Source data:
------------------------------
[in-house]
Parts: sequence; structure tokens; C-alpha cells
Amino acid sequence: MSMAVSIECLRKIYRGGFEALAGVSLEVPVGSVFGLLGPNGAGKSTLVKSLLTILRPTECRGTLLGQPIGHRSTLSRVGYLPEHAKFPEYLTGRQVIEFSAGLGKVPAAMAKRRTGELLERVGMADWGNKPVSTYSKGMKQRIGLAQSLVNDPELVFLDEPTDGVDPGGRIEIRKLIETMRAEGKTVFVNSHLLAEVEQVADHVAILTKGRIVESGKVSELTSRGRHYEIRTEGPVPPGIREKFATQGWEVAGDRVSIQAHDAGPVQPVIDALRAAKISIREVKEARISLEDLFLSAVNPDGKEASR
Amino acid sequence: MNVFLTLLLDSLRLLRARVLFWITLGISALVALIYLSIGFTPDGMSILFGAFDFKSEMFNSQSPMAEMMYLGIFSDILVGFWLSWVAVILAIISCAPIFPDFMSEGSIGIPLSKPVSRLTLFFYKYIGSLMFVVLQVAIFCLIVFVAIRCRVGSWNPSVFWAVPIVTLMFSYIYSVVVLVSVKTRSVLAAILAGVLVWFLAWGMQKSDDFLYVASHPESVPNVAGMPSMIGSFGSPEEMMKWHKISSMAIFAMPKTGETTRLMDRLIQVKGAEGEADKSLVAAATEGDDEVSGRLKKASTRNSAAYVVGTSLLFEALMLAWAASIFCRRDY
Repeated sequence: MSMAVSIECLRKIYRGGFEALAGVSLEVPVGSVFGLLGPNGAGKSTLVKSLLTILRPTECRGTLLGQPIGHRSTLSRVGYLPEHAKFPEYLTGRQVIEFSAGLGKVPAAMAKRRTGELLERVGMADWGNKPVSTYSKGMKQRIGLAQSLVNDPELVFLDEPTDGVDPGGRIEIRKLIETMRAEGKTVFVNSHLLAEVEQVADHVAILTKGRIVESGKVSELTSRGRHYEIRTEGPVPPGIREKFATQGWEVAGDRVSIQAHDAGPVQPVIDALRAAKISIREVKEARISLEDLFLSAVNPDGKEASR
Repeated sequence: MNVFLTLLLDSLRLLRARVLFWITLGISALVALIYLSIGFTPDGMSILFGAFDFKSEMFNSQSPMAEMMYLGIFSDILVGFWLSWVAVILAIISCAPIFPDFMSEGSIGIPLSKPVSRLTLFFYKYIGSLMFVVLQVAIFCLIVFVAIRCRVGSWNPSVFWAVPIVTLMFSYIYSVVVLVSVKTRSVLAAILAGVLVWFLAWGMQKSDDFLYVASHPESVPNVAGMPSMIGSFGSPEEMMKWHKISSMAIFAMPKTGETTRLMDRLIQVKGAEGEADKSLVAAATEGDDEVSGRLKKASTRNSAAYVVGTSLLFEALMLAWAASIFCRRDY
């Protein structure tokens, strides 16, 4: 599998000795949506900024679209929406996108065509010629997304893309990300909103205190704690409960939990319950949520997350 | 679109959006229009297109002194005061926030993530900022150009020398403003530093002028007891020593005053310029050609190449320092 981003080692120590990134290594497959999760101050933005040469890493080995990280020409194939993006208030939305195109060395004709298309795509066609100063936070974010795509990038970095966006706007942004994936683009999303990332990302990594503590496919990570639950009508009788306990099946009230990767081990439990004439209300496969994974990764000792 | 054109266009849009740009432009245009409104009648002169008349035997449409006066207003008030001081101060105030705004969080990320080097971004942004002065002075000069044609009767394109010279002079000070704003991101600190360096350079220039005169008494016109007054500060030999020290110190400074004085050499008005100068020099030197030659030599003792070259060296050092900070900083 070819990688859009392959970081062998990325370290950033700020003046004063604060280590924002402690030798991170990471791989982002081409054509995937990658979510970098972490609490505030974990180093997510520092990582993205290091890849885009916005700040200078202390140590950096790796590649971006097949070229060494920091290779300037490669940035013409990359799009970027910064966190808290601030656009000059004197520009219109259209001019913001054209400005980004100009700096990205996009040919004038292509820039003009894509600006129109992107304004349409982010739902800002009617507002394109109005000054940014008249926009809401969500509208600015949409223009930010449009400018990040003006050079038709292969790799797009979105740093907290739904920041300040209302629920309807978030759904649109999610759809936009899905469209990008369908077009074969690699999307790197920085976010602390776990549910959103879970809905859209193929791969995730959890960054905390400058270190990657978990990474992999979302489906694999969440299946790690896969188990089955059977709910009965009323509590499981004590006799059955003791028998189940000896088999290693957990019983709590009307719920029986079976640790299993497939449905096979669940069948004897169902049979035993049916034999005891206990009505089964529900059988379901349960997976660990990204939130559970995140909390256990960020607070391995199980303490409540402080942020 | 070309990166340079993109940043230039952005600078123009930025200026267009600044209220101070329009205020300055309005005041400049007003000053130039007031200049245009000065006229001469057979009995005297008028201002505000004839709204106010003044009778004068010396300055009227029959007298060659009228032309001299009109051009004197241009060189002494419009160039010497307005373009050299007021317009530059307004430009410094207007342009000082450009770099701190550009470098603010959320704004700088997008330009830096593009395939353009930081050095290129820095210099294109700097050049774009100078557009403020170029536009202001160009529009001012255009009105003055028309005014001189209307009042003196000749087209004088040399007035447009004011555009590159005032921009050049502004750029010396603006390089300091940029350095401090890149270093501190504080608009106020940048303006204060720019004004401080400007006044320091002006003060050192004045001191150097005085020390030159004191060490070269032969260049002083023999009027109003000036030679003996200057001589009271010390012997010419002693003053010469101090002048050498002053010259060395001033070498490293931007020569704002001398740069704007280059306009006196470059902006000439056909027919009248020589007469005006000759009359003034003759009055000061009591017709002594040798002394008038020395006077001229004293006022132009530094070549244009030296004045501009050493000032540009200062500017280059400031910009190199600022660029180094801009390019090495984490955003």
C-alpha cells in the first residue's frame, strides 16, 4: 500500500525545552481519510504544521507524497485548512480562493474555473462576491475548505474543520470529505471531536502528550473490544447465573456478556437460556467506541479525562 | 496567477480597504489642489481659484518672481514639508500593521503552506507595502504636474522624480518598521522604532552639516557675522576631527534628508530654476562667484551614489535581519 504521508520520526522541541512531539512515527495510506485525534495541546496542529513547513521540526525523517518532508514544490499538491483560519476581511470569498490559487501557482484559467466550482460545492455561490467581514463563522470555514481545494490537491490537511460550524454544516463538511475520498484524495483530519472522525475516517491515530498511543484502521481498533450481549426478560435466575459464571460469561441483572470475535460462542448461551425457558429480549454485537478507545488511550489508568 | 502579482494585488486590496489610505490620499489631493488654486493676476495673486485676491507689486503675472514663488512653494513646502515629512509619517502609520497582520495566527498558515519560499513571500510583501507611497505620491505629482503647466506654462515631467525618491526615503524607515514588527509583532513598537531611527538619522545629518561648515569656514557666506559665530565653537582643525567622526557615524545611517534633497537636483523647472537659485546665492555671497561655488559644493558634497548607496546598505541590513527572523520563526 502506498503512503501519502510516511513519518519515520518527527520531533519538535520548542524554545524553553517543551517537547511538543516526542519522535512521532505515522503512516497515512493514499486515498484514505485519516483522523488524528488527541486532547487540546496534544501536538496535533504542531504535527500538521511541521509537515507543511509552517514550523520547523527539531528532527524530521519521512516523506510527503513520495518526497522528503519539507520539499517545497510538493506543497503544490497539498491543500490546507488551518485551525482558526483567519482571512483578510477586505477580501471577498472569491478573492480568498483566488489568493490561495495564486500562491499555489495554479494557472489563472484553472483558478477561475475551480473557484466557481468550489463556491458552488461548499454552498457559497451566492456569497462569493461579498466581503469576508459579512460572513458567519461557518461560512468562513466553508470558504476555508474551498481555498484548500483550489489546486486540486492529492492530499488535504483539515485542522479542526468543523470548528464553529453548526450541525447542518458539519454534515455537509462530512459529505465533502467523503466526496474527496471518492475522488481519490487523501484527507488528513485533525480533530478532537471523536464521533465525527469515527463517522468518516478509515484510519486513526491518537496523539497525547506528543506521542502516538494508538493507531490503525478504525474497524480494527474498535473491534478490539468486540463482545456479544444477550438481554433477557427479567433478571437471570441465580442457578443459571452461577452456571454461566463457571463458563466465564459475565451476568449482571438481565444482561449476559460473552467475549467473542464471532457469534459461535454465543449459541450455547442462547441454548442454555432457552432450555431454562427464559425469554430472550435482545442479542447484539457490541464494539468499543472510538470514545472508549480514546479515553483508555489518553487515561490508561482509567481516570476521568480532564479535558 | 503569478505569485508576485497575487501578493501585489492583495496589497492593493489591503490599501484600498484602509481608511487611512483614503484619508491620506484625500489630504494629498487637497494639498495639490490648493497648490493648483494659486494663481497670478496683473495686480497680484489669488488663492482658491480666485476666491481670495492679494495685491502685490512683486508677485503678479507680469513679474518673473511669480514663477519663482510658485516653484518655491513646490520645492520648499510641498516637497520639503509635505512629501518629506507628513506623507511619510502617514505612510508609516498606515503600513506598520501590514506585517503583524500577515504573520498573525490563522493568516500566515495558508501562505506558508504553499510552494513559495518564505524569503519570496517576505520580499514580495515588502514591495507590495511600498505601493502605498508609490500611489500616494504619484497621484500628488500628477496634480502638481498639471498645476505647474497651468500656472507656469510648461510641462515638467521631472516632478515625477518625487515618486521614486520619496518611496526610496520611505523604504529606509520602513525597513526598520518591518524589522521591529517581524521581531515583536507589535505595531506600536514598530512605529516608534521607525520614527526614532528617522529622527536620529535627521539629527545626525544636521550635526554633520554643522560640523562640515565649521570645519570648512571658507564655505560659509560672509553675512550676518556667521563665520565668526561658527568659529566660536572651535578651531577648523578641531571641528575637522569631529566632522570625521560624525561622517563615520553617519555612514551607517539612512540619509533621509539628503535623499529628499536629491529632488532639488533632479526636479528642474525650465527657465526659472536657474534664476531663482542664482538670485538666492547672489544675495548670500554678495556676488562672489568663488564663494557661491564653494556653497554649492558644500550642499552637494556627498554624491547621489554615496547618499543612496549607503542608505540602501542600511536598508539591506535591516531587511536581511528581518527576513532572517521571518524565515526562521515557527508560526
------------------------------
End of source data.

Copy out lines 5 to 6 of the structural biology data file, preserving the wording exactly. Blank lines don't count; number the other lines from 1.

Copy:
Repeated sequence: MSMAVSIECLRKIYRGGFEALAGVSLEVPVGSVFGLLGPNGAGKSTLVKSLLTILRPTECRGTLLGQPIGHRSTLSRVGYLPEHAKFPEYLTGRQVIEFSAGLGKVPAAMAKRRTGELLERVGMADWGNKPVSTYSKGMKQRIGLAQSLVNDPELVFLDEPTDGVDPGGRIEIRKLIETMRAEGKTVFVNSHLLAEVEQVADHVAILTKGRIVESGKVSELTSRGRHYEIRTEGPVPPGIREKFATQGWEVAGDRVSIQAHDAGPVQPVIDALRAAKISIREVKEARISLEDLFLSAVNPDGKEASR
Repeated sequence: MNVFLTLLLDSLRLLRARVLFWITLGISALVALIYLSIGFTPDGMSILFGAFDFKSEMFNSQSPMAEMMYLGIFSDILVGFWLSWVAVILAIISCAPIFPDFMSEGSIGIPLSKPVSRLTLFFYKYIGSLMFVVLQVAIFCLIVFVAIRCRVGSWNPSVFWAVPIVTLMFSYIYSVVVLVSVKTRSVLAAILAGVLVWFLAWGMQKSDDFLYVASHPESVPNVAGMPSMIGSFGSPEEMMKWHKISSMAIFAMPKTGETTRLMDRLIQVKGAEGEADKSLVAAATEGDDEVSGRLKKASTRNSAAYVVGTSLLFEALMLAWAASIFCRRDY